Crazed credit optimists cling to the hope they’ll get reemployed in Q2

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If anyone has lost out particularly in the recent rounds of redundancies, it’s probably people working in credit. RBS cleared out its credit team last month. Credit Suisse, UBS and BAML have also made credit redundancies. SocGen targeted senior credit traders for its cuts in the US.

In the short term, the likelihood of credit traders finding new positions is slim. As Sue Wallace, MD of credit trading at Citi points out, trading volumes are down as much as 40% on normal levels. The decline is reducing revenues across the market, and reducing the need for staff.

However, credit headhunters say those being let go are nonetheless optimistic.

“There’s a view out there which says there’s a lot of money sitting on the sidelines and the moment confidence returns, volumes will come rushing back in. When that happens, banks will need more staff – quickly. A lot of the people being let go now hope to be rehired in the second quarter of 2012,” says one.

It’s particularly galling that some of the businesses and individuals being cut have been profitable. Naseem Haffar, the US head of loan sales and trading at SocGen told Bloomberg he was frustrated about being let go just because of the European situation: “I built a very good team and it just feels that the bank should look in the long run as opposed to the short run.’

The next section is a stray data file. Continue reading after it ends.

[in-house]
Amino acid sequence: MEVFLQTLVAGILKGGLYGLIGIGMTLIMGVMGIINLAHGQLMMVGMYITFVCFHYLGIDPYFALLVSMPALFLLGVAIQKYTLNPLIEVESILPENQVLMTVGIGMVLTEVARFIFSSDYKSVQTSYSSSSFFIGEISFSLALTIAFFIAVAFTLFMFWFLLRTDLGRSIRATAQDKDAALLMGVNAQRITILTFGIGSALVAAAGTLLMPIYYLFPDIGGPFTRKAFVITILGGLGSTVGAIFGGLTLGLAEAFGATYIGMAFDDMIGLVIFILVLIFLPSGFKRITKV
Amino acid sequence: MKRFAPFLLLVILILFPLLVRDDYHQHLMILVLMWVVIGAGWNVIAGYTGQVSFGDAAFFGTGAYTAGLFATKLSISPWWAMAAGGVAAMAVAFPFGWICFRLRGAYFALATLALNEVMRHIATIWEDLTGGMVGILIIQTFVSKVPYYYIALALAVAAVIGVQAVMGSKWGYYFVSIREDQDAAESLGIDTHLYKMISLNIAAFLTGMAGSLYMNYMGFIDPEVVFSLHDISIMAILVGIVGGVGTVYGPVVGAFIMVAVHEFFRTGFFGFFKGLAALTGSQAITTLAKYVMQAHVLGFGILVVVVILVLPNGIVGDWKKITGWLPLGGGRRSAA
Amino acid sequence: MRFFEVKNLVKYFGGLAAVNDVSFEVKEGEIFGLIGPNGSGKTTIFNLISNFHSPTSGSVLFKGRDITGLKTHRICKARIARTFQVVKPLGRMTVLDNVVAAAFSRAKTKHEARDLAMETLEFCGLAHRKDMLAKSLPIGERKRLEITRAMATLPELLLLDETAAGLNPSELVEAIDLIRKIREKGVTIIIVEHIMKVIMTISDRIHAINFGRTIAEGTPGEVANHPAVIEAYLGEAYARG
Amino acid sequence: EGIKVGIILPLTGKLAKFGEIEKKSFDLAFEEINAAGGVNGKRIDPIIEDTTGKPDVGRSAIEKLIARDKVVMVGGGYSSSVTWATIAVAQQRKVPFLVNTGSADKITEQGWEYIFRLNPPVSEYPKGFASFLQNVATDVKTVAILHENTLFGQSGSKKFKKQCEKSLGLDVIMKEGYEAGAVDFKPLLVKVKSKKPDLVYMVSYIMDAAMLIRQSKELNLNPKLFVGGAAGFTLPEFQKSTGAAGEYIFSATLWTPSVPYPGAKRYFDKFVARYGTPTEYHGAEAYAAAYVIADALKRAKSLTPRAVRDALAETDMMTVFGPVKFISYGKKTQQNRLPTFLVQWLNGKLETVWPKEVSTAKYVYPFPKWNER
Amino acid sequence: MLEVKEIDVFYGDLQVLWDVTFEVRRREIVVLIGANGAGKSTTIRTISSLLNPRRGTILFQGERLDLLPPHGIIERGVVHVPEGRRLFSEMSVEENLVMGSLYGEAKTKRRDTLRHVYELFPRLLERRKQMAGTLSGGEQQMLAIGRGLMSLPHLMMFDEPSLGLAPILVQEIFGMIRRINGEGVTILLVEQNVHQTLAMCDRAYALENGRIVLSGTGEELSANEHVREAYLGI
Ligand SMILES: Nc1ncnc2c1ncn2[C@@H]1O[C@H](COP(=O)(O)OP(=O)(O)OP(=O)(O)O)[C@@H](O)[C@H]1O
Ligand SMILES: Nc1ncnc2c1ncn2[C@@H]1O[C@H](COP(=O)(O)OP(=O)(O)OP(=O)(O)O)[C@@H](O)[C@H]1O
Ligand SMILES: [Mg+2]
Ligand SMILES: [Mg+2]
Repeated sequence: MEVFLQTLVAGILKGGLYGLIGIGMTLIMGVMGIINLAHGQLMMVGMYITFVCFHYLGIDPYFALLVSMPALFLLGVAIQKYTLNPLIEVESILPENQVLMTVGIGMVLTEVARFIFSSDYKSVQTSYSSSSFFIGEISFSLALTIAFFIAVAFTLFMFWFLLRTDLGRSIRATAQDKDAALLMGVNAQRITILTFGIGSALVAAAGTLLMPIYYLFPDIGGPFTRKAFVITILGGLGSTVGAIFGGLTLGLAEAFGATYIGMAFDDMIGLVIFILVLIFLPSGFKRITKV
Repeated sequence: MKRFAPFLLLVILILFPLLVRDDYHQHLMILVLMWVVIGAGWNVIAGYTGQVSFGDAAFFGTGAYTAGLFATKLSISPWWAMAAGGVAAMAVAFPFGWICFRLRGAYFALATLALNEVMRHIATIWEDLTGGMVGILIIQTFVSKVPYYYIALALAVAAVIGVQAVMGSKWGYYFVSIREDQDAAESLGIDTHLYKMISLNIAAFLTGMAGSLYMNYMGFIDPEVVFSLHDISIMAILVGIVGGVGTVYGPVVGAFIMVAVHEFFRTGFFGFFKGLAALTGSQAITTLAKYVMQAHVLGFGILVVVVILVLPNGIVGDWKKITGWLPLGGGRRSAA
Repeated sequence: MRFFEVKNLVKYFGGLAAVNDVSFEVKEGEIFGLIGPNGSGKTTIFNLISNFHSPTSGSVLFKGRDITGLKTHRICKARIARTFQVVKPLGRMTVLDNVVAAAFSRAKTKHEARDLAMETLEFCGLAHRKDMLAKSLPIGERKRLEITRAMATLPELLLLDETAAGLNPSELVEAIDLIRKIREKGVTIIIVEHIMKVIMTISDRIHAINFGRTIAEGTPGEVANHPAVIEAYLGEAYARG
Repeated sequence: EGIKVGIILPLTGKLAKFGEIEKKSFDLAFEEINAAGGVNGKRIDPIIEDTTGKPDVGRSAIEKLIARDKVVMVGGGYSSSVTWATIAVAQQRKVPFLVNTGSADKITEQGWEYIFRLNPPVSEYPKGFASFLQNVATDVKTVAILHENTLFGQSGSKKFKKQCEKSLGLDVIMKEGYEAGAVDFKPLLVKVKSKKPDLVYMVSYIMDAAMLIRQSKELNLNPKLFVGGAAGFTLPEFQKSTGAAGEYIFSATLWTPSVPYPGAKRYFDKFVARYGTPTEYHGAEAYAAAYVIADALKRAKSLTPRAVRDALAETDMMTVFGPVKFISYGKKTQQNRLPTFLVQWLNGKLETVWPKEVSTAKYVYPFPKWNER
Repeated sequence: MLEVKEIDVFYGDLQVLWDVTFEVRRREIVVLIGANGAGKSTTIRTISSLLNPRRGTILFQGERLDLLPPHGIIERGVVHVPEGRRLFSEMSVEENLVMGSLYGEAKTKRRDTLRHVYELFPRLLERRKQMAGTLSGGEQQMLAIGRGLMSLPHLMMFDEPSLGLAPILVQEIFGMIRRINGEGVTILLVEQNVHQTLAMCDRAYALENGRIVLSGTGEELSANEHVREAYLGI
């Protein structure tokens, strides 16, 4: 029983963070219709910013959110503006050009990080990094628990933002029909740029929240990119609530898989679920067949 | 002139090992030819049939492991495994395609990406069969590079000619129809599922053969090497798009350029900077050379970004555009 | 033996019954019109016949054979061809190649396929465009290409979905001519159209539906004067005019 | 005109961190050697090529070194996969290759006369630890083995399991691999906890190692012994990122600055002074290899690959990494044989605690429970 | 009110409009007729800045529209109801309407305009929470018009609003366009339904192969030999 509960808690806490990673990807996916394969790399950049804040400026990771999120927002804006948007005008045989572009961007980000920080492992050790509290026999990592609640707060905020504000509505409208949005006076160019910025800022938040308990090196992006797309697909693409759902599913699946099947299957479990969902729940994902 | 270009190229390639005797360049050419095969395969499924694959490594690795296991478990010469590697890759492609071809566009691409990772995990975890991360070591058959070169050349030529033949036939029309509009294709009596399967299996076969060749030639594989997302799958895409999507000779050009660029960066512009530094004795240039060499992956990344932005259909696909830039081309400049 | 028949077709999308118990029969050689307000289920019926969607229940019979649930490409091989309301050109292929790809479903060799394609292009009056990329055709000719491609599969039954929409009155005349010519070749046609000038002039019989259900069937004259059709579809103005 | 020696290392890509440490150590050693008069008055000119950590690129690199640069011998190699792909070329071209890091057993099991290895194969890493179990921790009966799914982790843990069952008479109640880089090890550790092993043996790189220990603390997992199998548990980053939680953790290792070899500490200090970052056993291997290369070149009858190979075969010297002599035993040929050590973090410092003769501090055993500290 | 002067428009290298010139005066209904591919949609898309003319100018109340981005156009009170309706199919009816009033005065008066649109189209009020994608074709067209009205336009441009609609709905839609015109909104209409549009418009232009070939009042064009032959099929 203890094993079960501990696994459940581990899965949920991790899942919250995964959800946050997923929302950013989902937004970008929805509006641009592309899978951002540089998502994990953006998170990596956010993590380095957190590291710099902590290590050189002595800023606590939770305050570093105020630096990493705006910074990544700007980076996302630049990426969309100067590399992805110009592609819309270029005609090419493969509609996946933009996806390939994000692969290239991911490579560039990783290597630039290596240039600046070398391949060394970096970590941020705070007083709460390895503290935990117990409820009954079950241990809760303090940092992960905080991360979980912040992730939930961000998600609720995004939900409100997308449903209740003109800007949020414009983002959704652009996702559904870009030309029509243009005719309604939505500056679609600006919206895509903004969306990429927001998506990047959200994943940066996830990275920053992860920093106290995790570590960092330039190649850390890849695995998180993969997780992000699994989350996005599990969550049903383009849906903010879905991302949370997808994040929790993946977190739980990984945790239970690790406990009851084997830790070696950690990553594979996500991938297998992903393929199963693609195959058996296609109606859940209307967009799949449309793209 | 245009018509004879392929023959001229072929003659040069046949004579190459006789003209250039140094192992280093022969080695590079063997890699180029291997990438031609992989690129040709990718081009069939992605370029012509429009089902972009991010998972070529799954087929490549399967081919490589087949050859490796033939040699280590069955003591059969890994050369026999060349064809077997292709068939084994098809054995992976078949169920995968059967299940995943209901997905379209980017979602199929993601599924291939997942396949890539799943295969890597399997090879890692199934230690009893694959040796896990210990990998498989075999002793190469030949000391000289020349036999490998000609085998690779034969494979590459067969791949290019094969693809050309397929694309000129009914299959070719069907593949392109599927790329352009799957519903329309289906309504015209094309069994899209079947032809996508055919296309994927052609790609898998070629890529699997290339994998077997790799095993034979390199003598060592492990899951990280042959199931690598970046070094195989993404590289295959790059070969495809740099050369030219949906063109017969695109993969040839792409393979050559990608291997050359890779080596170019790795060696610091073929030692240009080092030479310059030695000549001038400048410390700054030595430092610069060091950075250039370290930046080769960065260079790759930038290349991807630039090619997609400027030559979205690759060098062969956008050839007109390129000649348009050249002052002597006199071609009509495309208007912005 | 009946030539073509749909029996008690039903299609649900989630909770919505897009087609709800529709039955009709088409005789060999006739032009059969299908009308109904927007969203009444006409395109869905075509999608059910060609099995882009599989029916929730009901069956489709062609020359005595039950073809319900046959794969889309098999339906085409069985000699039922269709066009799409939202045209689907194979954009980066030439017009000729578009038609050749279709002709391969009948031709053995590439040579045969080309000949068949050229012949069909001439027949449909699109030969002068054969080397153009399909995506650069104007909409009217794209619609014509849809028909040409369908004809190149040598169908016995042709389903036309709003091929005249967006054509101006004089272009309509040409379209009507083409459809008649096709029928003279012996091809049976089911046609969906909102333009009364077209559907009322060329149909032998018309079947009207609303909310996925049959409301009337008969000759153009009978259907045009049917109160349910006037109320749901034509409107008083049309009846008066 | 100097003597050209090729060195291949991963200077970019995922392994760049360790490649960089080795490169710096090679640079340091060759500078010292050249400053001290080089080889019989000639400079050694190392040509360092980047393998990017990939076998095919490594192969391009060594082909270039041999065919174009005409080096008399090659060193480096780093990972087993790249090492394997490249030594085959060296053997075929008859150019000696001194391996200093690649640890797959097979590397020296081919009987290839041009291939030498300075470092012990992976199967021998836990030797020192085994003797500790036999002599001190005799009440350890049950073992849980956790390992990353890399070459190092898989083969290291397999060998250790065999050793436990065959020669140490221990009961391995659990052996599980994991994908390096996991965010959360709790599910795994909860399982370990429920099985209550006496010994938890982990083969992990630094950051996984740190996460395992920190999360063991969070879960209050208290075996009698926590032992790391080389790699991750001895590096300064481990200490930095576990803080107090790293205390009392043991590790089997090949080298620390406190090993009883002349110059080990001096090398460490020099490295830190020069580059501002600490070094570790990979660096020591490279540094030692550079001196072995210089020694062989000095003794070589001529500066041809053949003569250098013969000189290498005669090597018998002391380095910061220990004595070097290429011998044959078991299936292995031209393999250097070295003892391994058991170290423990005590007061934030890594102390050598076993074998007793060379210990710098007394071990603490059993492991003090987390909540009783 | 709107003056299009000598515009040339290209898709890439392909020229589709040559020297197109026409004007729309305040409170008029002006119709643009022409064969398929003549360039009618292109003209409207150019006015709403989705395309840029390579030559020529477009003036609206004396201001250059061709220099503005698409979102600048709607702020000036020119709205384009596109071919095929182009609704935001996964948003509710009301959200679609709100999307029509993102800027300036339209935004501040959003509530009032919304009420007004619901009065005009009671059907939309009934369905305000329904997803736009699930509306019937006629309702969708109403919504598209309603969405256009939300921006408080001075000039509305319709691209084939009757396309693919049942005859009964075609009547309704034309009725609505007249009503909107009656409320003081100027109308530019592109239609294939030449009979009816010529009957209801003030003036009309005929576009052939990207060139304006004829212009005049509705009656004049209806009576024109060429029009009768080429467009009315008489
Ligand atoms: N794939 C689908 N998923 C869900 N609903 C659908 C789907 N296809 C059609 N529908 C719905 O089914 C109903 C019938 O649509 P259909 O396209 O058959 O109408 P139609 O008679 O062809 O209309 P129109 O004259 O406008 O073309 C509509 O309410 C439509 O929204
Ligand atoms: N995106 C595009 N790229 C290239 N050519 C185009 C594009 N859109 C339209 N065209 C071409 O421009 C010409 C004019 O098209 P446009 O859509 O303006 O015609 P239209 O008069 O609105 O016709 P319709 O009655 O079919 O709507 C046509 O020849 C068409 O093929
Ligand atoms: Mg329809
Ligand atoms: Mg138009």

Another, pessimistic, school of thought suggests there won’t be a revival in Q2, however (even if Europe is ‘resolved’) because current redundancies reflect deep structural changes. This was argued by Mohamed El-Erian yesterday.

“Facing a range of internal and external pressures, banks seem to be limiting the amount of capital that they devote to market making,” El-Erian claimed. “…Western banks, whether they like it or not (and most do not), are now embarked on a journey – away from what some have called “casino banking” to what others label as the “utility model.”

In this utility model, vanilla flow credit products might be popular. Others won’t be.

“I know some people who were laid off from structured credit jobs in 2008 and are still looking for work,” says the headhunter. Yet, one former senior flow credit trader from a European bank says he’s regularly approached by ex-colleagues sounding him out for roles in 2012.

“I’m old and I’m grey and banks need senior traders who know what they’re doing to run their desks,” he says. “People are expecting a lot of departures after the bonus round. Senior traders who’ve been doing this for 15-20 years have had enough. They’re pretty miserable in this environment and are saying they don’t need this rubbish any more.”

If nothing else, their departure could create vacancies at the top next year.

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